Updated: 1/20/2019

Scheuermann's Kyphosis

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Introduction
  • A rigid thoracic hyperkyphosis defined by > 45 degrees
  • Epidemiology
    • incidence
      • 0.4% to 8.3%  
      • most common type of structural kyphosis in adolescents
      • typical age of onset is from 10-12 years age with small subset adult onset
    • demographics
      • M:F ratio between 2:1 and 7:1
    • location
      • usually in thoracic spine
      • less common form occurs in thoracolumbar/lumbar region (see below)
  • Pathoanatomy
    • exact pathophysiology is unknown but several theories
      • osteonecrosis of anterior apophyseal ring
      • herniation of disc material leading to loss of anterior disc height
      • relative osteoporosis leading to compression deformity
      • altered biomechanics leading to anterior wedging and subsequent growth arrest
    • most widely accepted theory suggests that the kyphosis and vertebral wedging are caused by a developmental error in collagen aggregation which results in an abnormal end plate
  • Genetics
    • autosomal dominant inheritance pattern now accepted
  • Associated conditions
    • orthopaedic manifestations
      • Lumbar hyperlordosis
      • spondylolysis in lumbar region (33%)
      • scoliosis (33%)
      • dural cysts
      • compensatory tightness of anterior shoulder, hamstrings, and iliopsoas muscle
    • non-orthopaedic manifestations
      • pulmonary issues in curves exceeding 100 degrees
  • Prognosis
    • back pain in adults that very rarely limits daily activities (mild curves with a mean of 71 degrees)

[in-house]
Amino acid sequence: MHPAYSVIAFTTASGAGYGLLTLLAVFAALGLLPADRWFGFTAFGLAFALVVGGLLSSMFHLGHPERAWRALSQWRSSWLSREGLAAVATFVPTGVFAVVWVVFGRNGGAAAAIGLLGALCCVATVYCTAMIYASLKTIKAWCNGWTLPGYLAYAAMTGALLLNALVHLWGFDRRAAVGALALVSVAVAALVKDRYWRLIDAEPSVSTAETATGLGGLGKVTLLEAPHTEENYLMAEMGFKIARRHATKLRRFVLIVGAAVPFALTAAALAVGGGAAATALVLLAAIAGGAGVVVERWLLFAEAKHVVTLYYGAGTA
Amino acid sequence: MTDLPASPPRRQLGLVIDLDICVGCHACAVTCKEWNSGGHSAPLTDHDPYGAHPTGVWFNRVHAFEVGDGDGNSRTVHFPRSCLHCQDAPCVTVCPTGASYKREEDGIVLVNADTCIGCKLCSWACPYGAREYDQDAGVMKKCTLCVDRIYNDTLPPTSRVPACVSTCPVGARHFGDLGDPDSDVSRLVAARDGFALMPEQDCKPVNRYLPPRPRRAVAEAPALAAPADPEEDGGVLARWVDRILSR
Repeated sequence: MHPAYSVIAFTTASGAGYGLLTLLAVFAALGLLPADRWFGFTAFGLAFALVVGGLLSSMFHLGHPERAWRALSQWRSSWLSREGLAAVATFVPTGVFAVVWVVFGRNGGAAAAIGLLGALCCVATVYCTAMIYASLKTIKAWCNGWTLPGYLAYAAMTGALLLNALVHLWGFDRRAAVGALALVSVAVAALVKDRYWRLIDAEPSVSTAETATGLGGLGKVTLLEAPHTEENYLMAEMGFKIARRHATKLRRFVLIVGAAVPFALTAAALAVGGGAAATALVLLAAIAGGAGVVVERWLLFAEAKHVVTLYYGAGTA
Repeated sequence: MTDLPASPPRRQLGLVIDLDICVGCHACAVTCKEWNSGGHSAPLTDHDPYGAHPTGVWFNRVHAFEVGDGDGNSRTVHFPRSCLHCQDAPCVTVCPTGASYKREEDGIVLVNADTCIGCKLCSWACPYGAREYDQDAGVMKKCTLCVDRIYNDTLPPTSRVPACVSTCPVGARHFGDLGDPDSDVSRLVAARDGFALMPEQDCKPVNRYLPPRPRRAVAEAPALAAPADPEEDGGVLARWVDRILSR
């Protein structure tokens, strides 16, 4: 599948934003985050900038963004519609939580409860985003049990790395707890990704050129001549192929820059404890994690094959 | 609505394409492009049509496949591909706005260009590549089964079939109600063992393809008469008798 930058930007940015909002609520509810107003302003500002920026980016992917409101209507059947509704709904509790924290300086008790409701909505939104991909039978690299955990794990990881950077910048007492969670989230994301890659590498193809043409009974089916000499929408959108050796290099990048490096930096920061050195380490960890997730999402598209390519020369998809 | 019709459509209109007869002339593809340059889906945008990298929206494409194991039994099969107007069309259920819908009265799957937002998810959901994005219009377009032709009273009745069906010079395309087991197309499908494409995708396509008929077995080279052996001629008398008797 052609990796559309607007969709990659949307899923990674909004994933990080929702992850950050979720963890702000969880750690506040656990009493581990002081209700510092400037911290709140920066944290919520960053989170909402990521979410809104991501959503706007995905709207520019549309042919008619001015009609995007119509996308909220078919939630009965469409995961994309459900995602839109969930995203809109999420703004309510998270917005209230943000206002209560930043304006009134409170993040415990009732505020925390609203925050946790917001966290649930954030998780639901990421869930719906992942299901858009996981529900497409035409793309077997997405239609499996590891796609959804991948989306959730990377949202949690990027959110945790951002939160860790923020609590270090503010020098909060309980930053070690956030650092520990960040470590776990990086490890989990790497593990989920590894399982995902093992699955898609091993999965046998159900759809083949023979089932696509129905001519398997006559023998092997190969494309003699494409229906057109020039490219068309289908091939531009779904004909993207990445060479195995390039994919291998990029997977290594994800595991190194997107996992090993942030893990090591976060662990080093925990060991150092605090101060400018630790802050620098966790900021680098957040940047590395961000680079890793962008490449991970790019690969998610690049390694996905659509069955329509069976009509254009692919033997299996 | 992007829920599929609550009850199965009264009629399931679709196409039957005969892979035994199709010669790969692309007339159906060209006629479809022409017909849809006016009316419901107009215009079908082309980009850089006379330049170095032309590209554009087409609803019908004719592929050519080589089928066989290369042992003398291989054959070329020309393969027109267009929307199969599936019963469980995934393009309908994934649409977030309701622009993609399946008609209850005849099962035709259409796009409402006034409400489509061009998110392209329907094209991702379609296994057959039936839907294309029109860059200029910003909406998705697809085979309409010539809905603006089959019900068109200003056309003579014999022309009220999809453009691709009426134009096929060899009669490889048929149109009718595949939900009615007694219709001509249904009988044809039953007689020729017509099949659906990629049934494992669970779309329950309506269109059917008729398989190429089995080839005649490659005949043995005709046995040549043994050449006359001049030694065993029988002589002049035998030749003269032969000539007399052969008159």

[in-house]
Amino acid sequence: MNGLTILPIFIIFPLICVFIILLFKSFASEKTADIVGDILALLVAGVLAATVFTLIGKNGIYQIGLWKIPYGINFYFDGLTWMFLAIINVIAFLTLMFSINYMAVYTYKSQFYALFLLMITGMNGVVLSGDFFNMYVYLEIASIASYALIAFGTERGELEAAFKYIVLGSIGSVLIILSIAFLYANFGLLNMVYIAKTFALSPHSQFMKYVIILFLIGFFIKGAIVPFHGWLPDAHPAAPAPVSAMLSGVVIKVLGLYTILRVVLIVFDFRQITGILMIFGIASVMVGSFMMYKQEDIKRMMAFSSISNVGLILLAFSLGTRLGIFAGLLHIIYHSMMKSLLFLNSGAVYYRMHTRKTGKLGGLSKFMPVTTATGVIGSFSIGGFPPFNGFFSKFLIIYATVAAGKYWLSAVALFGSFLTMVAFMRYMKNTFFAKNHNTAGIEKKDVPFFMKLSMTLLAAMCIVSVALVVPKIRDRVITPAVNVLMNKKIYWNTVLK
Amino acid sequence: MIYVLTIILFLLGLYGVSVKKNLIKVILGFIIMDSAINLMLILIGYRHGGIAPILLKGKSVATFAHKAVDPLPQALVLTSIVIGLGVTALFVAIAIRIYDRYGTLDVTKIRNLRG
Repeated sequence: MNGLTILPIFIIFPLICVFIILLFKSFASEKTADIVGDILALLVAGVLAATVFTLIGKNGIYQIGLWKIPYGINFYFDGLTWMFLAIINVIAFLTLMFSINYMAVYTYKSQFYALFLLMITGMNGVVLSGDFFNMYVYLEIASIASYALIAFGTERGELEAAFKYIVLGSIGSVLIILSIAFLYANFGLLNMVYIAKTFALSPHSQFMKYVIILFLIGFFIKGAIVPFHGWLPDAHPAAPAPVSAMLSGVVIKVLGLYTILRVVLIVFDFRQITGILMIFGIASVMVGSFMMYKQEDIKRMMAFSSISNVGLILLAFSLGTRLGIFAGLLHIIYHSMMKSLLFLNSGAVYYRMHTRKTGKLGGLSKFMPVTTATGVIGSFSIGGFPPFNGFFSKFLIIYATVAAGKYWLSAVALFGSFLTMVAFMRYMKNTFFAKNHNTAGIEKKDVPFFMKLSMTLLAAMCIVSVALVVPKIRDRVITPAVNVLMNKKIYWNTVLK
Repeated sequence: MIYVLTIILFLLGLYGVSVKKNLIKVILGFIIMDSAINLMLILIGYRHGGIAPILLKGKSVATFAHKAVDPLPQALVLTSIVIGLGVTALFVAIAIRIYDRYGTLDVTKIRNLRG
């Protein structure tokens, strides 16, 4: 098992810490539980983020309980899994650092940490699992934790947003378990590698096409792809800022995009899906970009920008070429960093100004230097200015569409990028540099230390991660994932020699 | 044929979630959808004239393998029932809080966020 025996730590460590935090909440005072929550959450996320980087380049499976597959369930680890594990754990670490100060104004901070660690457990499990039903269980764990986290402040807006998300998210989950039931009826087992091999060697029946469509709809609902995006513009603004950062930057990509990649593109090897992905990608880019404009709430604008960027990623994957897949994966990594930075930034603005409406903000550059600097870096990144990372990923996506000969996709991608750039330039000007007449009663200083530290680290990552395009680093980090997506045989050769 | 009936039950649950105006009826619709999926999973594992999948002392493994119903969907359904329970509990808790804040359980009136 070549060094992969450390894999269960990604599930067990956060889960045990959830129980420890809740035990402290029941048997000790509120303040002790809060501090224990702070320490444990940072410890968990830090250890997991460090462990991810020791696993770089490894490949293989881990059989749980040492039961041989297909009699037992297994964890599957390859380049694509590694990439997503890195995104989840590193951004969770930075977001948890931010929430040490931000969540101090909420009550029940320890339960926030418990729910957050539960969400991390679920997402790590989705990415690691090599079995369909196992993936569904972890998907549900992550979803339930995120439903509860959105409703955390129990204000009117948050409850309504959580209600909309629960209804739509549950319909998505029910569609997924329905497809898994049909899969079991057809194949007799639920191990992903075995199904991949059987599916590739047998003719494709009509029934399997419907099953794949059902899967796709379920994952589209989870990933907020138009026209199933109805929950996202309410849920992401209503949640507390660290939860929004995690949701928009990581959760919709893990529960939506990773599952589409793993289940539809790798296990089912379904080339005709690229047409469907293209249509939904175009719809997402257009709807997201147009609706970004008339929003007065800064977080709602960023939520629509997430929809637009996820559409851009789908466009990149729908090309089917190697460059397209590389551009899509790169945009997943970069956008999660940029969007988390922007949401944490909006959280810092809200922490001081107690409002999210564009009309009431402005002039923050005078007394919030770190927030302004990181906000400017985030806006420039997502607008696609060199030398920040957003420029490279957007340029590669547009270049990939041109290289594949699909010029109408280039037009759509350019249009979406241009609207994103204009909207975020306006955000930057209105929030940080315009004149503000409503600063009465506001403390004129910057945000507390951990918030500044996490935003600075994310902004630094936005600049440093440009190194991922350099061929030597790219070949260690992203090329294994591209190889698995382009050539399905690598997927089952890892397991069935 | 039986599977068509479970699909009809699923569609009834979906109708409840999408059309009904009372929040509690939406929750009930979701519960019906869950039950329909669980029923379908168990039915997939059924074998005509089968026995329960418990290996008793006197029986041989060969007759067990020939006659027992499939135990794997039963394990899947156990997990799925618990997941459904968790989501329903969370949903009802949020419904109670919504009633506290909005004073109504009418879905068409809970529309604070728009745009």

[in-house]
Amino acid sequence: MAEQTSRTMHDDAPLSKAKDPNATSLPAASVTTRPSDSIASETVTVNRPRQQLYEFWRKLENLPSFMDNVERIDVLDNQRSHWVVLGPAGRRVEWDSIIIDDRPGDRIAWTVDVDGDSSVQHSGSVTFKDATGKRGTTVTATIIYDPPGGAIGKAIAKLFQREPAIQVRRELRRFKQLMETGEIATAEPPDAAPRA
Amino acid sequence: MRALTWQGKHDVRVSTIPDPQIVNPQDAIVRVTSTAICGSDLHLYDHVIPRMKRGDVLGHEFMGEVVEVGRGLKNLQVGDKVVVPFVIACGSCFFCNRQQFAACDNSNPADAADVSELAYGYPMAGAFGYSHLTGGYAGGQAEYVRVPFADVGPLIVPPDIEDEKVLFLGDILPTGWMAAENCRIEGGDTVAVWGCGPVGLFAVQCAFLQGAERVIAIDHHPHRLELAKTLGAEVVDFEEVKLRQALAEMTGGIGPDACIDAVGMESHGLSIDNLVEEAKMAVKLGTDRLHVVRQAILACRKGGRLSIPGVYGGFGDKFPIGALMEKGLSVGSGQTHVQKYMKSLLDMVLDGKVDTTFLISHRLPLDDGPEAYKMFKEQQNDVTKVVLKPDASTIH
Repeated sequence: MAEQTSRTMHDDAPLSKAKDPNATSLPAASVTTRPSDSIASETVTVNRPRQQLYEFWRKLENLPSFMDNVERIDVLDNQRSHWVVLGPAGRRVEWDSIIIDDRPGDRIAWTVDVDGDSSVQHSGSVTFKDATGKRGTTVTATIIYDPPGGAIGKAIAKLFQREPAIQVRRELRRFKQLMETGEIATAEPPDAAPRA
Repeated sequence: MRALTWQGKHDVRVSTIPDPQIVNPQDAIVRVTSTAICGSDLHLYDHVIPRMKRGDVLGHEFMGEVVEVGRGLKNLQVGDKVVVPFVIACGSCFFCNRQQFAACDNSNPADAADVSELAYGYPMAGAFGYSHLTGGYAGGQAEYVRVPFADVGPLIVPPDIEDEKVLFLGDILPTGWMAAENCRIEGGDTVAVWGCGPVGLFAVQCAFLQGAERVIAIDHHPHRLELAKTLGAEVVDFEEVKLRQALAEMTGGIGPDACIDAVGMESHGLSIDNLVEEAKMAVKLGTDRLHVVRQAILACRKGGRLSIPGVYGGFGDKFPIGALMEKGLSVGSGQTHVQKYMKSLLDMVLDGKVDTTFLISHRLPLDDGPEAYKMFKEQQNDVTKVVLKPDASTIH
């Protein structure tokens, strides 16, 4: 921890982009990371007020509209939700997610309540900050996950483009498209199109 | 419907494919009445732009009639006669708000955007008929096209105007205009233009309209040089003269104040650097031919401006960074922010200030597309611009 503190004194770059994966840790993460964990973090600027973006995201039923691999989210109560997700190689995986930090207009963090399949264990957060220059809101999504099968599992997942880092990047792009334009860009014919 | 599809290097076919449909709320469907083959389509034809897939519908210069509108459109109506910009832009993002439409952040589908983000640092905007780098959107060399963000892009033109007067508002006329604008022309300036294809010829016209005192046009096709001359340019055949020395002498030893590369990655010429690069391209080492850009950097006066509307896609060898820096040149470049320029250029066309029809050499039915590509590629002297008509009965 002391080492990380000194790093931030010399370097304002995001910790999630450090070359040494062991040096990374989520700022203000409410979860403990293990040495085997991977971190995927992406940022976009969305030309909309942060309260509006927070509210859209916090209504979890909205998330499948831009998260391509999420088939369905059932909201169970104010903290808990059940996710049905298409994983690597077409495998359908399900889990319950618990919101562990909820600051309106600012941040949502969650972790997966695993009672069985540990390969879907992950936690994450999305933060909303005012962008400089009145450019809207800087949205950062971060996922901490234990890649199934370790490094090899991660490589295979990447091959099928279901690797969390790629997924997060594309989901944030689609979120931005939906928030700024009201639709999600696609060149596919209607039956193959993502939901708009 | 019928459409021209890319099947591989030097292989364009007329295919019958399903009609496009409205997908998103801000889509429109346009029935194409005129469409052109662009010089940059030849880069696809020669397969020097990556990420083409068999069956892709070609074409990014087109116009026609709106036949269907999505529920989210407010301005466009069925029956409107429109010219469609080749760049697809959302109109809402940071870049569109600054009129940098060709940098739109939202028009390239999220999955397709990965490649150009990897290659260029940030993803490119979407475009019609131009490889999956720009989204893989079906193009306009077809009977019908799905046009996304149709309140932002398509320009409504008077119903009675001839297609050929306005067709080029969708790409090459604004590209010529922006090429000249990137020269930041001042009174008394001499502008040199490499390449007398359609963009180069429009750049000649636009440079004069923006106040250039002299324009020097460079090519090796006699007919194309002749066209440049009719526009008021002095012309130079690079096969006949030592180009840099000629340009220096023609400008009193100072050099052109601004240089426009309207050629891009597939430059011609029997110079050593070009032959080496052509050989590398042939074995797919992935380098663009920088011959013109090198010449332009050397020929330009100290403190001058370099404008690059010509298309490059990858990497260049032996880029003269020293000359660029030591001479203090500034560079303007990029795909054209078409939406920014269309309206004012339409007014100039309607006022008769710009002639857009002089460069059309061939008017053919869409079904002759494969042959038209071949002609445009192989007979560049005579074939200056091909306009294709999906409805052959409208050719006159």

• curves >75 degrees are likely to cause severe thoracic pain
    • studies suggest at least some progression in 80% of patients but not often to severe deformity
    • long-standing compensatory lumbar hyperlordosis may lead to lumbar spondylolysis
Classification
  • Thoracic Scheuermann's Kyphosis
    • most common form
    • curve from T1/2 to T12/L1 with apex between T6-T8
    • better prognosis
  • Thoracolumbar/lumbar Scheuermann's Kyphosis
    • far less common form
    • curve from T4/5 to L2/3 with apex near the thoracolumbar junction
    • associated with increased back pain
    • more likely to be progressive and symptomatic
    • more irregular end-plates noted on radiographs, less vertebral body wedging
Presentation
  • Symptoms
    • may complain of thoracic or lumbar pain
    • cosmetic concerns
  • Physical exam  
    • increased kyphosis which has a sharper angulation when bending forwards
      • normal thoracic kyphosis is between 20 degrees and 45 degrees 
    • may have a compensatory hyperlordosis of the cervical and/or lumbar spine
    • tight hamstrings, iliopsoas, and anterior shoulder
    • neurological deficits rare but need full examination
Imaging
  • Radiographs
    • recommended
      • AP and lateral spine
    • findings
      • anterior wedging across three consecutive vertebrae >5 degree
      • disc narrowing
      • endplate irregularities
      • Schmorl's nodes (herniation of disc into vertebral endplate)
      • scoliosis  
      • compensatory hyperlordosis
      • spondylolysis on dedicated lumbar films if patient has low back pain